The parties of the week took place across Los Angeles’s iconic locations; gallerist Jay Jopling—whose opening party for White Cube at Soho Beach House during Art Basel in Miami Beach is usually the week’s most coveted invites—and hotelier André Balazs hosted an opening party for Frieze Los Angeles at Chateau Marmont. Swizz Beatz hosted an opening of a group show of black artists with works by Kerry James Marshall, Kehinde Wiley, and Carrie Mae Weems curated by Nicola Vassell at UTA Artist Space that attracted Beyoncé, Jay-Z, and Pharrell. ALAC, which celebrated its 10th anniversary, took its festivities to Silver Lake, at the home of Grammy-winning producer Daniel Lanois. The evening included joints and wood-fired pizza, along with live music. There was also a party at Casa Perfect in Beverly Hills that showed photos and films by Andy Warhol. Perfect backgrounds for parties connected to L.A. art fairs.
Artists also seized the week to showcase their own work. Doug Aitken rented a storefront at a shopping mall, while Despina Stokou used the empty living room of a collector’s home that is to be demolished in the Hollywood Hills as the canvas for her sharp gestures and lyrical phrases. Graffiti pioneer Lee Quinones gave a talk linked to his exhibition at DTLA gallery Charlie James.
“I see myself as a bridge to their history and what’s happening in L.A.,” said Frieze Los Angeles director Korek. “L.A. is a city of artists. We have so many art schools and intergenerational relationships between artists, so I think that having the freedom that Frieze has given, to make the fair really suited to the context, I try not to compare L.A. to other places, for me it’s really the only place.”
L.A. is certainly the only place where you can find an art fair on a Hollywood studio just before the entertainment industry’s biggest night of the year. It’s also the only place where access to a premier international art fair and the subsequent events that happen around it are limited by long distances between locations—and lots of traffic. But that didn’t stop the satellite fairs from setting up shop. ALAC, one of the few art fairs in Los Angeles that showed a strong selection of contemporary art, moved its usual dates at the end of January to align with Frieze, and New York fair Spring/Break, a good place to spot emerging talent, set up shop in Downtown Los Angeles.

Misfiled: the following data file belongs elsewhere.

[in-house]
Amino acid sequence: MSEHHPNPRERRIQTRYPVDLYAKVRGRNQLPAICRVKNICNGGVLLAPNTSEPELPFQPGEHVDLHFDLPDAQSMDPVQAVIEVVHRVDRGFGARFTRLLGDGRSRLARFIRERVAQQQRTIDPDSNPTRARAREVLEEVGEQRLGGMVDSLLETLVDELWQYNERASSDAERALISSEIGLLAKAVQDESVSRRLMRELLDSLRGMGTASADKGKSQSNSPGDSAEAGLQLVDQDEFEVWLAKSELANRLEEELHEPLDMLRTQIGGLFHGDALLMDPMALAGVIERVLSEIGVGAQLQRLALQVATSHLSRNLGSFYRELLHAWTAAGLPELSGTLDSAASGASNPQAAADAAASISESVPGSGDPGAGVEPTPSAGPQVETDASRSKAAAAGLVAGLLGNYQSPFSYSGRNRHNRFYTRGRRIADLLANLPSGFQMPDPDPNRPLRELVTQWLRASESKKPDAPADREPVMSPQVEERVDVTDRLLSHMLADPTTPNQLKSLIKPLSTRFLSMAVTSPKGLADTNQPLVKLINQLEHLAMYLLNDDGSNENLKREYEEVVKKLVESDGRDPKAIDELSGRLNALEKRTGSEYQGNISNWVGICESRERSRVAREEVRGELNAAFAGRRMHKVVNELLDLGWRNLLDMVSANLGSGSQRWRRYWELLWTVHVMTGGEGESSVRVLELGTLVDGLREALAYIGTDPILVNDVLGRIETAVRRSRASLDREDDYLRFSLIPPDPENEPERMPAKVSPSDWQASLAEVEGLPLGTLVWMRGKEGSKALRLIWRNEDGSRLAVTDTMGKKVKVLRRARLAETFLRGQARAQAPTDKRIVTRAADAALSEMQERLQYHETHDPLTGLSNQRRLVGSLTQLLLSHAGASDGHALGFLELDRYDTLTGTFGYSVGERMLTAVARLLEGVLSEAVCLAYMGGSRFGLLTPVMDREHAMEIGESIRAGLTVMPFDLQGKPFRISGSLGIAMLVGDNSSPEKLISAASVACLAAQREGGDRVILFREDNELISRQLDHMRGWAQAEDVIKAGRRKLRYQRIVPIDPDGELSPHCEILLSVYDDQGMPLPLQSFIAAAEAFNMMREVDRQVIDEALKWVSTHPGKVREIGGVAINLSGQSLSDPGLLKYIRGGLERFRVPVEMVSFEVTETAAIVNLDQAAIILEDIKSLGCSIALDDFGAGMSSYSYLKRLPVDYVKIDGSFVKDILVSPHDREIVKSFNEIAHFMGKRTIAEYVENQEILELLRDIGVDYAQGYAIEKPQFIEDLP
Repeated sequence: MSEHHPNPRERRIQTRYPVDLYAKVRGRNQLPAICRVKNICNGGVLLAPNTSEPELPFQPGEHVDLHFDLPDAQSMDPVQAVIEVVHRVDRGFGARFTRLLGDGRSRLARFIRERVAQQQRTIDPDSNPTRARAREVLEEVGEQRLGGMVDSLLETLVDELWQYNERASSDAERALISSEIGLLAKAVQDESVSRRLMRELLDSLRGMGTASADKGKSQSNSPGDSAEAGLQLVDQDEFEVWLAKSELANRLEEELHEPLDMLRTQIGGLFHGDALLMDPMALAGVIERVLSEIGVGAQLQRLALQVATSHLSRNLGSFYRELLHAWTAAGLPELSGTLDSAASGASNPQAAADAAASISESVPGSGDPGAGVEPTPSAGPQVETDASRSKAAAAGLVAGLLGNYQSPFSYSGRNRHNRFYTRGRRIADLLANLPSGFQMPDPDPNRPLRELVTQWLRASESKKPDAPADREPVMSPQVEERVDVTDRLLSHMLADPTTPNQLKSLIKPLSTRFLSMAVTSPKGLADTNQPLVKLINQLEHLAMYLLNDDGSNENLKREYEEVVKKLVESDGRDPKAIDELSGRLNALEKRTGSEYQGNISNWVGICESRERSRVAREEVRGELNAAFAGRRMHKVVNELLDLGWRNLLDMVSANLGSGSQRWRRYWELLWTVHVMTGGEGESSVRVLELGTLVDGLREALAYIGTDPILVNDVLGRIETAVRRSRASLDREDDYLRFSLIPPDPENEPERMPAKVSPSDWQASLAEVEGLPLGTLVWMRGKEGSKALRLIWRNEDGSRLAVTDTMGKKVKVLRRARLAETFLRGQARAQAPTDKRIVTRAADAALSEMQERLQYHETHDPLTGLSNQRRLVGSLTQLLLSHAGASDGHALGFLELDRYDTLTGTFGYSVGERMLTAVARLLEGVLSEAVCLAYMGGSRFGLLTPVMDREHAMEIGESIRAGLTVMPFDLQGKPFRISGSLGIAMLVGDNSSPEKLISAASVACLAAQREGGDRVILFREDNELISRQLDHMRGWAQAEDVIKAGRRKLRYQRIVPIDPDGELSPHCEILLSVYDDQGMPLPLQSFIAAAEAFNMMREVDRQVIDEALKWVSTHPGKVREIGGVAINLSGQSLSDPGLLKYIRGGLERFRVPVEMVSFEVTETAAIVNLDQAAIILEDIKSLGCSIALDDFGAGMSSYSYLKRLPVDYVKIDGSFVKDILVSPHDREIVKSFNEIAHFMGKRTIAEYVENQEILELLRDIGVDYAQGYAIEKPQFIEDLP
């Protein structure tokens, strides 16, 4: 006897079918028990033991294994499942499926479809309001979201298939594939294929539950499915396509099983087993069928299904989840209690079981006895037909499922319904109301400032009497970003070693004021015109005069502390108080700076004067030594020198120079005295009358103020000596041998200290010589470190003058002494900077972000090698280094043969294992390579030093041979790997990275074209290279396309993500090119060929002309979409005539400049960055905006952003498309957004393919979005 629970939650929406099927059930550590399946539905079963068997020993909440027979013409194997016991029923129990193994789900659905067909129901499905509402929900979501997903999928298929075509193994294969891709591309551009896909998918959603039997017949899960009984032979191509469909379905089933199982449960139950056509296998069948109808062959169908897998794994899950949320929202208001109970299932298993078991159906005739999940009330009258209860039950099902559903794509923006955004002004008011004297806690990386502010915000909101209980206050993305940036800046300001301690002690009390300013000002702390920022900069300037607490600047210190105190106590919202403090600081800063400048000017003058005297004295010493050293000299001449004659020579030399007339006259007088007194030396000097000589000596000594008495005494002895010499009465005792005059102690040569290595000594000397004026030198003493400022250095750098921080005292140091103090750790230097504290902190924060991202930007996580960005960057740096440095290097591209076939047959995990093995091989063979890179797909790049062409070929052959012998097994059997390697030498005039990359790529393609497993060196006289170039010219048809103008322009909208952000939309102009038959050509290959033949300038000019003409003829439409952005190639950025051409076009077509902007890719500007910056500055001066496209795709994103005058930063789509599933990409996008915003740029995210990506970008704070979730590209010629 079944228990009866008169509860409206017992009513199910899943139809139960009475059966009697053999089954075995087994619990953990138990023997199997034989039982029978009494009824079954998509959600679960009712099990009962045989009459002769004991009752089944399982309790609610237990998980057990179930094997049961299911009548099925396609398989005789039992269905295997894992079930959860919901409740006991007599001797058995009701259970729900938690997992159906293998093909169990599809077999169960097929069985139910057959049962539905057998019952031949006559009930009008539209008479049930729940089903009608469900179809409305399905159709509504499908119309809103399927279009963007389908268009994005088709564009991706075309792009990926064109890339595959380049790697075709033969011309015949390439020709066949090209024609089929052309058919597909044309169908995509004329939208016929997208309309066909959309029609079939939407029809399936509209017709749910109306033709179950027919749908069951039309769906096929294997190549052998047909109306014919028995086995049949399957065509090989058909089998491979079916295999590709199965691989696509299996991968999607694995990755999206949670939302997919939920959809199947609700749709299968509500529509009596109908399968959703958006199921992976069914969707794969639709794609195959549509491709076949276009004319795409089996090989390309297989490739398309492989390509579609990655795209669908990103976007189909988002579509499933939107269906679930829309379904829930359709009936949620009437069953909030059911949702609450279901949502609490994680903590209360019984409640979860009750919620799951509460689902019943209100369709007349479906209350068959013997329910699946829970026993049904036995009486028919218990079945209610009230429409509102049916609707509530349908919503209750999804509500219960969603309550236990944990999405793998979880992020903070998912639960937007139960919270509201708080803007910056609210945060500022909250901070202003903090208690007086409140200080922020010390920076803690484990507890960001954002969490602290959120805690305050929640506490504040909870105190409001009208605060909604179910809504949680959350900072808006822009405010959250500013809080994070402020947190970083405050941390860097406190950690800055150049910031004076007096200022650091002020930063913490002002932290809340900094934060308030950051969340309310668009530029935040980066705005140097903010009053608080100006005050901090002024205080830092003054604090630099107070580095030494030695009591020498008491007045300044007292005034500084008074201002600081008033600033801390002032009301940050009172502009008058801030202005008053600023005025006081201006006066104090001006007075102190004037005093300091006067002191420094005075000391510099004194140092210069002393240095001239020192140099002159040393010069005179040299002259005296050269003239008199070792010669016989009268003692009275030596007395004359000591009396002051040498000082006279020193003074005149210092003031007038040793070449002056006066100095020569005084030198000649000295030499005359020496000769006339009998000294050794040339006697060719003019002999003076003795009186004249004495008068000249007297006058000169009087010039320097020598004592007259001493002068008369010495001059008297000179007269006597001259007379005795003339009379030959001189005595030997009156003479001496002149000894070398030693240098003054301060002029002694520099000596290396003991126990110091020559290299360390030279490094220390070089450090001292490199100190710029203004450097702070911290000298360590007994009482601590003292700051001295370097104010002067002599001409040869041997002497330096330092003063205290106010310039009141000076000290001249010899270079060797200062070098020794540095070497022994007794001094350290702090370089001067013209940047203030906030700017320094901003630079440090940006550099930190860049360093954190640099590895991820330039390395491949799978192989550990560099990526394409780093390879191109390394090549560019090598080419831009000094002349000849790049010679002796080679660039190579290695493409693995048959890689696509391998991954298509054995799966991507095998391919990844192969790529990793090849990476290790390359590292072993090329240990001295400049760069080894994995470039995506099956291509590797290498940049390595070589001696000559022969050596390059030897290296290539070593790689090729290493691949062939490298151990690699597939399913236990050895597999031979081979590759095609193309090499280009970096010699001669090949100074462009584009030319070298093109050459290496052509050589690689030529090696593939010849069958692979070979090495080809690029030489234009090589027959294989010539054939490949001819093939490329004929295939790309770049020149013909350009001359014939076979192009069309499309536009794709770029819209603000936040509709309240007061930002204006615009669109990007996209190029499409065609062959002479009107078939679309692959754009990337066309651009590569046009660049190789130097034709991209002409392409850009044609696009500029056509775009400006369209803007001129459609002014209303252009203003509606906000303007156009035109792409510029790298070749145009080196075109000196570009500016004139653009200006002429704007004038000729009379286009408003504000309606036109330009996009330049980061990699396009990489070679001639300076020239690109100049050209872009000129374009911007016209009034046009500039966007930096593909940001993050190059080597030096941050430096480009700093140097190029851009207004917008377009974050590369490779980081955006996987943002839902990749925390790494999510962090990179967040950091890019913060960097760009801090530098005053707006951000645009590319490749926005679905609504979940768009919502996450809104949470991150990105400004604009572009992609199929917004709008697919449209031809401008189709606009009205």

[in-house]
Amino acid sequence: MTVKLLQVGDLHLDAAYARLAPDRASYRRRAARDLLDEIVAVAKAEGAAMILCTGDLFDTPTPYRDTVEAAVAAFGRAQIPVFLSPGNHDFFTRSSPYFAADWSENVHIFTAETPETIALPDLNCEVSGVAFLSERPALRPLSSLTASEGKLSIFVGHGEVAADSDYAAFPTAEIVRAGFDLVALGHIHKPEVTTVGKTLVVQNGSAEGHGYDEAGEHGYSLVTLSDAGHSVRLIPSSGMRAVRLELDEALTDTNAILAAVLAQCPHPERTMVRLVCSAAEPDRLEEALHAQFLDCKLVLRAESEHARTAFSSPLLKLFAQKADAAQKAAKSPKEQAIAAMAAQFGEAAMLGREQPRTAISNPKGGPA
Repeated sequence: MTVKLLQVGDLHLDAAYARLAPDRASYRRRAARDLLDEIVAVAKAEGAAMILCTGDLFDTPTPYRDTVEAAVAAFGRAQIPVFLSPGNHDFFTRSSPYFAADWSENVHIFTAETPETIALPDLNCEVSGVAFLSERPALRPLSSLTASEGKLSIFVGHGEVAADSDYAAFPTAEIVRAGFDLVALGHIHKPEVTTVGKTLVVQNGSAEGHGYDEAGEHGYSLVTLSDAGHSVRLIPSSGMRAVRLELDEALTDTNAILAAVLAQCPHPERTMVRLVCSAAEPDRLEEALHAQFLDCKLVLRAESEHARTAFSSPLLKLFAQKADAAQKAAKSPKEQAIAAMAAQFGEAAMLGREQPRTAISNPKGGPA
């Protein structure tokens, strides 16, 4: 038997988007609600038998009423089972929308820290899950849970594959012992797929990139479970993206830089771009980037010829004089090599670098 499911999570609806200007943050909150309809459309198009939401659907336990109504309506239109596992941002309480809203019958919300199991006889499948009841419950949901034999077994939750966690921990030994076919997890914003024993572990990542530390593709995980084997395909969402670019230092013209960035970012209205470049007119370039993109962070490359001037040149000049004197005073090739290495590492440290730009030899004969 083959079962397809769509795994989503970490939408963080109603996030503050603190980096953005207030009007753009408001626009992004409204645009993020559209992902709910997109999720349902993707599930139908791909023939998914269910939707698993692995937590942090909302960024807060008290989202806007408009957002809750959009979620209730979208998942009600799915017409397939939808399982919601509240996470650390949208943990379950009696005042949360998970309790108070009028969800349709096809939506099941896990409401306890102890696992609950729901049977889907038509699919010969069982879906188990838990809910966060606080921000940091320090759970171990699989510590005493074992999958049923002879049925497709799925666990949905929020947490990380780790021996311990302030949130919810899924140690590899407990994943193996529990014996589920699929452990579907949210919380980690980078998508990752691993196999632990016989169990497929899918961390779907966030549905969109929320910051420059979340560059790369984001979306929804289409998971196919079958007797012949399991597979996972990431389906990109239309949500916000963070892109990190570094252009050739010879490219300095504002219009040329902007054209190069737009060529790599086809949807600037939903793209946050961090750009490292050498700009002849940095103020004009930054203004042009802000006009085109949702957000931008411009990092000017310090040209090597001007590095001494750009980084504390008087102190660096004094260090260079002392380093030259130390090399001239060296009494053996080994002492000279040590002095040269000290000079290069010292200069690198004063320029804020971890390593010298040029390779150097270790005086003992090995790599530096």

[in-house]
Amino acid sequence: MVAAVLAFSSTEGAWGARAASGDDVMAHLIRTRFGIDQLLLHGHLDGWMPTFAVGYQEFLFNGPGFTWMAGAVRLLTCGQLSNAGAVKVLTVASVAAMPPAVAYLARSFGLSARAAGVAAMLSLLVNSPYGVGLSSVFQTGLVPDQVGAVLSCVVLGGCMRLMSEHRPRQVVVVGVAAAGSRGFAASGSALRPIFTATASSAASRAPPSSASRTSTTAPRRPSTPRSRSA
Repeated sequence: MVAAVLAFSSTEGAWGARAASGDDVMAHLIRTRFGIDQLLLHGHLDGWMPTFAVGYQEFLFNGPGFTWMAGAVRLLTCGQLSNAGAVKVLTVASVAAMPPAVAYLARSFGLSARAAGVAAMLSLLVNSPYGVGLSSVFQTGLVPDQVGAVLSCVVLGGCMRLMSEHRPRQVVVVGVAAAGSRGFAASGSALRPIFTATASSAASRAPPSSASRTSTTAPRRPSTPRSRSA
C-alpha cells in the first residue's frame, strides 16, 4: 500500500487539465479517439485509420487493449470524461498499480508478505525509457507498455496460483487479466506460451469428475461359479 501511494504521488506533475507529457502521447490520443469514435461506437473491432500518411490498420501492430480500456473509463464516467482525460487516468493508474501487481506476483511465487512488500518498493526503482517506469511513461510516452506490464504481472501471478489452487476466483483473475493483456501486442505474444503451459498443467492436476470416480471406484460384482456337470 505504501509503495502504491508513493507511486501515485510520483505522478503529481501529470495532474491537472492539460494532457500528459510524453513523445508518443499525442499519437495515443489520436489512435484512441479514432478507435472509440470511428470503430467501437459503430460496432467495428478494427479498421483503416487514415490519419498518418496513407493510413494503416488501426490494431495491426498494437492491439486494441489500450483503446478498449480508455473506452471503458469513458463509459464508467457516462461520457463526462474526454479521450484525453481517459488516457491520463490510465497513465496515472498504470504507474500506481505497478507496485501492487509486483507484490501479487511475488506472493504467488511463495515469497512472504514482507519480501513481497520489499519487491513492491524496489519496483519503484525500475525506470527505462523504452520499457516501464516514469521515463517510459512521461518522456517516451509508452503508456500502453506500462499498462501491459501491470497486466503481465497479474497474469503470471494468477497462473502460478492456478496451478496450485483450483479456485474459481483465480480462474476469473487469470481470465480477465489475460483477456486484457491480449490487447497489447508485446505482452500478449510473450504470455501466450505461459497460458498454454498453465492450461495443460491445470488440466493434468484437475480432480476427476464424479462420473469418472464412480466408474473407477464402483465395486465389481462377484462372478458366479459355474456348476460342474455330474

Felix—a fair co-founded by Dean Valentine, Al Morán and Mills Morán took over some 40 or so rooms and suites at the Roosevelt Hotel in Hollywood—sought to recreate the intimate feel of hotel fairs like the Gramercy International at the one at Chateau Marmont in the ‘90s. When it wasn’t overfilled with curious visitors, the fair did just that, boasting works by Kim Gordon at White Columns, Katherine Bernhardt Pink Panther paintings at CANADA, and at André Butzer’s playful characters giving viewers the side eye at Nino Mier. Exhibitors said that the fair gave them a chance to interact with visitors and collectors in such a way that the bigger fairs wouldn’t allow. There was even a room called Jennifer Aniston’s Used Book Sale; Pitt was rumored to be a visitor.
And in case you’re wondering—the sales were there. Early on in the VIP preview day, Hauser & Wirth announced the $1.8 million sale of Mike Kelley’s 1999 work Unisex Love Nest. Jack Shainman sold El Anatsui’s ornate masterpieces for $1.25 million. One of Loie Hollowell’s erotic abstractions sold for $80,000 at Pace. Three stands—Lehmann Maupin, 303 Gallery, and Mendes Wood DM—boasted sold-out inventory. Aside from the logistics issues, Frieze Week Los Angeles certainly has all the right ingredients—proximity to Asian collectors, star power, and the ability to attract art heavyweights—for the City of Angels to finally earn its spot on the annual art calendar. Frieze Los Angeles will more than likely be back for another year, but, in a world where Los Angeles collectors usually shop in Miami and New York, convincing them to buy local could be the key to giving it staying power.
“I think we’re off to a great start,” said Korek between the fair’s aisles on the first day, before she rushed off to her next appointment.